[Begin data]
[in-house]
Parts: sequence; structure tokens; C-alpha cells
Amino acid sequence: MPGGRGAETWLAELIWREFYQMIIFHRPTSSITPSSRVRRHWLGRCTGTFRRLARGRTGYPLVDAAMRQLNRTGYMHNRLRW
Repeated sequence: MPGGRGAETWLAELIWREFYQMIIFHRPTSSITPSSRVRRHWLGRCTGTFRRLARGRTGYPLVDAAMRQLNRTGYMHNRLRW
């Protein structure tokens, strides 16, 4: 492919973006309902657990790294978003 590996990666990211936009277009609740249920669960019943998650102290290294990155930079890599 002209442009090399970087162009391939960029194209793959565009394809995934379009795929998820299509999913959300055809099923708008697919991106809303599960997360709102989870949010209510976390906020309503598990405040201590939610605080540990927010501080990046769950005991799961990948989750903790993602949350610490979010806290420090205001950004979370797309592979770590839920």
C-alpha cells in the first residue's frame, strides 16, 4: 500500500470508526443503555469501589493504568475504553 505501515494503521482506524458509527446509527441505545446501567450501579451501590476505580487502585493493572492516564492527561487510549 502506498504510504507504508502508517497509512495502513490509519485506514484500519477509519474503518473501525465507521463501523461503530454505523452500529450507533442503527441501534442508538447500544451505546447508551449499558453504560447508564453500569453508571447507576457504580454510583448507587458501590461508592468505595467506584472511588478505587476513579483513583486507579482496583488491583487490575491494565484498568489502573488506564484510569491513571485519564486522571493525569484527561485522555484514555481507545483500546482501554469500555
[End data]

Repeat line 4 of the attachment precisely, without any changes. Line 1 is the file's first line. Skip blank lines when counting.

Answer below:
Repeated sequence: MPGGRGAETWLAELIWREFYQMIIFHRPTSSITPSSRVRRHWLGRCTGTFRRLARGRTGYPLVDAAMRQLNRTGYMHNRLRW